Kellom Academy reflects a number of minorities creating maximal opportunities for integrative school experiences. Kellom’s current population is 380-400 students. Of this population, 75% are African American, Caucasian, and Hispanic and 25% are Sudanese, Asian, Native American and Somalian. Eighty-eight percent of the current populations receive free or reduced lunches qualifying Kellom as a Schoolwide Title I school. Our mobility rate is 67.5%. This offers unique learning challenges for the staff and students.
Kellom Academy offers several special programs to our students. A mentoring program is offered during the school day utilizing partnerships with Creighton University, Metro Area Transit, Teammates and several businesses within the community. After school tutoring is also available for designated students and Americorp provides opportunities for students to have additional academic support throughout the day. Kids Club is a childcare program available to students before and after school. Breakfast is available to all students on a daily basis before the academic day begins.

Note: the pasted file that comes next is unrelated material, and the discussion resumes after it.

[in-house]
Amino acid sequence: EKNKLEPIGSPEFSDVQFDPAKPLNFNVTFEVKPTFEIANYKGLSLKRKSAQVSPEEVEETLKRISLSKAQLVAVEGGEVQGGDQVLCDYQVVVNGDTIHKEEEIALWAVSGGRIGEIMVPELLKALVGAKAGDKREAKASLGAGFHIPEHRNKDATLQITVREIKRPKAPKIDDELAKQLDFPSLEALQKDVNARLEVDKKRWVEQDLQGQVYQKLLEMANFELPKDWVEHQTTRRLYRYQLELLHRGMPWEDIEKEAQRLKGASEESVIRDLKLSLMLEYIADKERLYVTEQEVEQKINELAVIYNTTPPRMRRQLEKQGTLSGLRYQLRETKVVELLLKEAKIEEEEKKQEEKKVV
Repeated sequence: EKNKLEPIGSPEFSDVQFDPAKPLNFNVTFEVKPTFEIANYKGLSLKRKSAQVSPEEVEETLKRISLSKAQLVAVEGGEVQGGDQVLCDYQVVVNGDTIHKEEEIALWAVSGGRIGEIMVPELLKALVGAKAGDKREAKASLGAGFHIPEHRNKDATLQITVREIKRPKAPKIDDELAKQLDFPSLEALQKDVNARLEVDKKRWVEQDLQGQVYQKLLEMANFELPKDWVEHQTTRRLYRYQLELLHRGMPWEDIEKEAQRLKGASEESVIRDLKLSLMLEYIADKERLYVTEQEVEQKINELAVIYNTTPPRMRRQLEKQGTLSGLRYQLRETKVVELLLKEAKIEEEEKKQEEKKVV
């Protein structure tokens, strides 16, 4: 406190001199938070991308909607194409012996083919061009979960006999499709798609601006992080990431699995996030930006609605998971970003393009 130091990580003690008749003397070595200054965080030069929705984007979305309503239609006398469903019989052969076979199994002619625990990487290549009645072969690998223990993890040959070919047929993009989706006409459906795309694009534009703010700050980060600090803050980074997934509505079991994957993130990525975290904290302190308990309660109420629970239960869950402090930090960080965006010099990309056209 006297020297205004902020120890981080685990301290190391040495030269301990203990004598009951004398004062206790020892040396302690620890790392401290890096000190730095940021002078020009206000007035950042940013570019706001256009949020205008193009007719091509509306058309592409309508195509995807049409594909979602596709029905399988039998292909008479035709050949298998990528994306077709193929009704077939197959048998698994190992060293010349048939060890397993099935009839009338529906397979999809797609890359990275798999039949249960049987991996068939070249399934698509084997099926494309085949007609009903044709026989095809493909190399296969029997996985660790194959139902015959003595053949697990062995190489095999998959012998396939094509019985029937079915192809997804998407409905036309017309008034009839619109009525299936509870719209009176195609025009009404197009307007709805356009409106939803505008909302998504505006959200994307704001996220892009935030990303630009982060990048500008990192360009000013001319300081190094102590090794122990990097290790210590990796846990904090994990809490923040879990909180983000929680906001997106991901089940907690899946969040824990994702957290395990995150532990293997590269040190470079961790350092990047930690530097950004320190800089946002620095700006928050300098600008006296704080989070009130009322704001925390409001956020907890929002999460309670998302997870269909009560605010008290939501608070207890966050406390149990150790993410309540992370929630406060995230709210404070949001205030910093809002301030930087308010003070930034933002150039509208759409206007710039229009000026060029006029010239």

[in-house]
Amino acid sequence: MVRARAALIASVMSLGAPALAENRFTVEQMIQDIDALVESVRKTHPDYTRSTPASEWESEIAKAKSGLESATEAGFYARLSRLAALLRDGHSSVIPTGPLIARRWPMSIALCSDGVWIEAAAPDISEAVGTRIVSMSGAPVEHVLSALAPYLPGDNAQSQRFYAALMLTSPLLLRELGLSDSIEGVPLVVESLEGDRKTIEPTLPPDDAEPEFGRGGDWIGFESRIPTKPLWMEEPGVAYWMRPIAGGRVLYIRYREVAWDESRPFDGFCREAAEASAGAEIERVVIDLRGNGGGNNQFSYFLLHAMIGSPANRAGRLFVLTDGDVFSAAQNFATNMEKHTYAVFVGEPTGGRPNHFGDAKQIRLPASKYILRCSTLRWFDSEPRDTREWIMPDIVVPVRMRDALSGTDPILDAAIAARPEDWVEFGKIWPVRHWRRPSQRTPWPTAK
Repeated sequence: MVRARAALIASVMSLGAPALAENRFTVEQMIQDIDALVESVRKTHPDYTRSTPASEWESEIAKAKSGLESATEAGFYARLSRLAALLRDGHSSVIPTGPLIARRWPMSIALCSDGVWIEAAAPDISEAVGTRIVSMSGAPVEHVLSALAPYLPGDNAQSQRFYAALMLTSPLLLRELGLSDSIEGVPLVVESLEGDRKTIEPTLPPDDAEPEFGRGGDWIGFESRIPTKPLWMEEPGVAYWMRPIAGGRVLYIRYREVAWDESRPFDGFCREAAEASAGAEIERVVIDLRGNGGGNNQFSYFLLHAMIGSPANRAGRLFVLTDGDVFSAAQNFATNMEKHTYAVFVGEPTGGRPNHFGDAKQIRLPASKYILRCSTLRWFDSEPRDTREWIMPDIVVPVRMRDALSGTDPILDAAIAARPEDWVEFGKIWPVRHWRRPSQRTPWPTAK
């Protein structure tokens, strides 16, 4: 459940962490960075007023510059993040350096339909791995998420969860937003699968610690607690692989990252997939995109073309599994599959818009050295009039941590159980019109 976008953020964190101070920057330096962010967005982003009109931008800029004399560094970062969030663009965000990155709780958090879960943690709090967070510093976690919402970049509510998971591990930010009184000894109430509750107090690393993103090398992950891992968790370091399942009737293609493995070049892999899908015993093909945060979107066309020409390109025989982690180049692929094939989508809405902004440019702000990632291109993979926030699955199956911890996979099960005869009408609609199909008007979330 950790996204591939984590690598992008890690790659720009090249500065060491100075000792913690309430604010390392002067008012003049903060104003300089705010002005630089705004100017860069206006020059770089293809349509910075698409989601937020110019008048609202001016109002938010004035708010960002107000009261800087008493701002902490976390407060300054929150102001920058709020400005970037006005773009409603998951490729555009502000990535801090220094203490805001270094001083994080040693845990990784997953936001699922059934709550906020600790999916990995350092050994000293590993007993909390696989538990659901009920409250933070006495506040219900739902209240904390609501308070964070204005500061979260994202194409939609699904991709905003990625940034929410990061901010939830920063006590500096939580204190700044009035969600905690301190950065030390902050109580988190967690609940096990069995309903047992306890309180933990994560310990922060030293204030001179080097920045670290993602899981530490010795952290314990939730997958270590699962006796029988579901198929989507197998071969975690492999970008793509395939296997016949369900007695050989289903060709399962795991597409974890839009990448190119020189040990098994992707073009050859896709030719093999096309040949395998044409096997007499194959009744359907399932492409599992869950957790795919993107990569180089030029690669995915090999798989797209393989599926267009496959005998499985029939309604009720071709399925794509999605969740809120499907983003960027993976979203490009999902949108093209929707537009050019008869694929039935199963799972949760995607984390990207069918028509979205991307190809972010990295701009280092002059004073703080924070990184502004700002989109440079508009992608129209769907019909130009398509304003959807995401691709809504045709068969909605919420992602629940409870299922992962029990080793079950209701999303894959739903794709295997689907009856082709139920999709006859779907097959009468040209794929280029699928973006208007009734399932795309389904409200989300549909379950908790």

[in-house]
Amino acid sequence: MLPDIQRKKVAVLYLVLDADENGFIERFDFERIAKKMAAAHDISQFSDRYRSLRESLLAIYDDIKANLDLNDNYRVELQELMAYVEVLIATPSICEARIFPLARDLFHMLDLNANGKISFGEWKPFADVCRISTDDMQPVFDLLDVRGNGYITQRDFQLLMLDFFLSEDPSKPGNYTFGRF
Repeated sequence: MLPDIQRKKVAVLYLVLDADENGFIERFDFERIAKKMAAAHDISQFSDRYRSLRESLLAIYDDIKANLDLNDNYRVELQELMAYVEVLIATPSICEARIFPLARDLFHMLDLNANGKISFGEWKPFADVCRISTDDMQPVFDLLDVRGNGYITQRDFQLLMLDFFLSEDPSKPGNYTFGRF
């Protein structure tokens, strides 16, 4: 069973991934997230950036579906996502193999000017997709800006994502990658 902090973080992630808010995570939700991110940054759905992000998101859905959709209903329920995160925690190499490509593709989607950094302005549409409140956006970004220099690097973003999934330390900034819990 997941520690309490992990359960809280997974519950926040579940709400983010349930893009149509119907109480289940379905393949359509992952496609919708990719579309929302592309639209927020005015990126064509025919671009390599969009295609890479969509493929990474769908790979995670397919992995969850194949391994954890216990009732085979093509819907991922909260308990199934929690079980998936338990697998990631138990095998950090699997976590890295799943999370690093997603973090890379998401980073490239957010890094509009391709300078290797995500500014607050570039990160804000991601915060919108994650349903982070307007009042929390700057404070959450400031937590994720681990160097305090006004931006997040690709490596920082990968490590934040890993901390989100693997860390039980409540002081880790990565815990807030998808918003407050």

Kellom is fortunate to have a firm foundation with the Adopt-A-School Partners: McDonald’s on 30th and Cuming, Metro Area Transit Bus Lines, Metro Community College, Hearthstone Homes, and Creighton University Department of Information Technology. Luther Memorial Church on 60th and Western has unofficially adopted Kellom. They provide much needed supplies of clothes, hats, mittens, and backpacks as well as personnel to read with students and provide academic support. Several teams from Creighton University athletic department have volunteered to help with classroom activities, academic tutoring, and staff assistance. A Positive Action Center (PAC) was established to support the Building Management Plan and provide additional educational opportunities in the area of social skills and problem solving.